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Schleitheimia schutzi (named after the type locality of Schleitheim), is an extinct genus of sauropodiform sauropodomorph]] dinosaur that lived in Switzerland during the Late Triassic period. It was found in the Gruhalde Member of Klettgau Formation of northern Switzerland.

The type material was collected between 1952 and 1954 by Emil Schutz. They were donated to the University of Zürich in 1955. In 1986, most of the material was described by Peter Galton, who referred them all to the species Plateosaurus engelhardti.

In 2020, Oliver Rauhut, Femke Holwerda and Heinz Furrer redescribed most of Schutz's remains, as well as some remains in the collections of the Museum zu Allerheiligen in Schaffhausen and new remains from a excavation in 2016 led by Holwerda. They found that the earlier found remains represented a new genus and species, which they named Schleitheimia schultzi, honoring the type locality and the discoverer of the type remains. The 2016 finds were not referred. Finds made by Schultz near Hallau-Schwärzibuck were considered to represent a different new taxon and remained unnamed.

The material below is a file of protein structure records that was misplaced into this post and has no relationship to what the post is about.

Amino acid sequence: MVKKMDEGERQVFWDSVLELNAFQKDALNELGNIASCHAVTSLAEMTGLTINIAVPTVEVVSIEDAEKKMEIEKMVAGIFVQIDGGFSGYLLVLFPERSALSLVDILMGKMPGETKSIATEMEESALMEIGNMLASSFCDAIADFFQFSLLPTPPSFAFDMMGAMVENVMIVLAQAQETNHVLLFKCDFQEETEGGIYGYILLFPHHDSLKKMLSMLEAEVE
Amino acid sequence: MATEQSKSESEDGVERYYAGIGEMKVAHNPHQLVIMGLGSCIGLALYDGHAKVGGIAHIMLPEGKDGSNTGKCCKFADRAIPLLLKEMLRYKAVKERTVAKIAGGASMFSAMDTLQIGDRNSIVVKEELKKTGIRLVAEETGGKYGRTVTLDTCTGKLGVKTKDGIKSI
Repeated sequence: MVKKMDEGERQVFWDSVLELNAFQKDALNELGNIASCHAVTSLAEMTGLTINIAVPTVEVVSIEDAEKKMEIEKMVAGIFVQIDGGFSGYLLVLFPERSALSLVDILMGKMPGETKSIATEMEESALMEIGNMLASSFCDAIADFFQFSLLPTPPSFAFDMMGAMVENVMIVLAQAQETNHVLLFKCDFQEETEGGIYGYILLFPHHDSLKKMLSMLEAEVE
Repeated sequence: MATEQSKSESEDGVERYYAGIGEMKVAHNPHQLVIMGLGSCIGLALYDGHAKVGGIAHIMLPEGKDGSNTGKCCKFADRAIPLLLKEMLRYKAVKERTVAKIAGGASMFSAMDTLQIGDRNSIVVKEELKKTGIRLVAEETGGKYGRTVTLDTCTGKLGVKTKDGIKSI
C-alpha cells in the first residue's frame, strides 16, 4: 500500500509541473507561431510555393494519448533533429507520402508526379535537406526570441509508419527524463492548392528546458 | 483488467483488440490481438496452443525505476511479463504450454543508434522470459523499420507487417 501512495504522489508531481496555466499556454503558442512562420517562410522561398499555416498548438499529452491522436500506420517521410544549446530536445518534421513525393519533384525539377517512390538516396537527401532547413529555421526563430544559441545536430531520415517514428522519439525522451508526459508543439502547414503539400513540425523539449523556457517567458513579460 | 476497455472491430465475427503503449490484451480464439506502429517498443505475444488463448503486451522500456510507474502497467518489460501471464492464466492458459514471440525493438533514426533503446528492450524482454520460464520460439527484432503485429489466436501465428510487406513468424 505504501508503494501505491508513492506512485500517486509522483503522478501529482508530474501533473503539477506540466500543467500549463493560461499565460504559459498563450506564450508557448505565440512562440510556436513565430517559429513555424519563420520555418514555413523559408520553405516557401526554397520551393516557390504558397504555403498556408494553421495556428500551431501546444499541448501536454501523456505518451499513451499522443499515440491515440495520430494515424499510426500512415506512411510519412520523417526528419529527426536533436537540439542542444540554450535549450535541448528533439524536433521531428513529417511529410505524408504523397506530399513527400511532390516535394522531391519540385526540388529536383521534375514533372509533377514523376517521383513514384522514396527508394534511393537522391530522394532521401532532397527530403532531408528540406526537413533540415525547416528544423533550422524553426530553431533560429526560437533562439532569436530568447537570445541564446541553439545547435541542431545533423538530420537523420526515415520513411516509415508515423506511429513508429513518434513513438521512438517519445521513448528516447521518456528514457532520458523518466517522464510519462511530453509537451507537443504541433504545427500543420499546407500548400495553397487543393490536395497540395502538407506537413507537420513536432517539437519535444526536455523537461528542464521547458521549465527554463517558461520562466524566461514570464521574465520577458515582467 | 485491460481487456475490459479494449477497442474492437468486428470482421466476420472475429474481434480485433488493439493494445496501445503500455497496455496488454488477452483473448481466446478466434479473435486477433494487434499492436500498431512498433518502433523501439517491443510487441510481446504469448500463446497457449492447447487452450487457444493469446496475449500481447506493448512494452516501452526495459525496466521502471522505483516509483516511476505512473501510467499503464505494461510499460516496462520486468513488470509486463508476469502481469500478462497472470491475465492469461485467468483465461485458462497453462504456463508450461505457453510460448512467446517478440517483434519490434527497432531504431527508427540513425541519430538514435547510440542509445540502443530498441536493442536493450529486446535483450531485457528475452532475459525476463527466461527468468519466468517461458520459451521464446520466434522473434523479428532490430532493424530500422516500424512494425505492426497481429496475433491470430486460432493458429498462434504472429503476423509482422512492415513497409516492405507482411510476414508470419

The holotype, PIMUZ A/III 50, was found in a layer of the Klettgau Formation dating from the Norian. It consists of a partial right ilium. Several other bones from the general locality were designated as paratypes. Because they are consistent in morphology, the describers referred all of them to the same taxon, if not the same individual.

Schleitheimia's holotype shows a unique combination of traits that in themselves are not unique. There is a broad, rounded ridge on the iliac blade that ends in a large, rounded expansion on the ilium. The fourth tronchanter of the ilium is very robust. The crista tibiofibularis of the femur is broad and there is no posteriorly facing shelf is present lateral to the crista.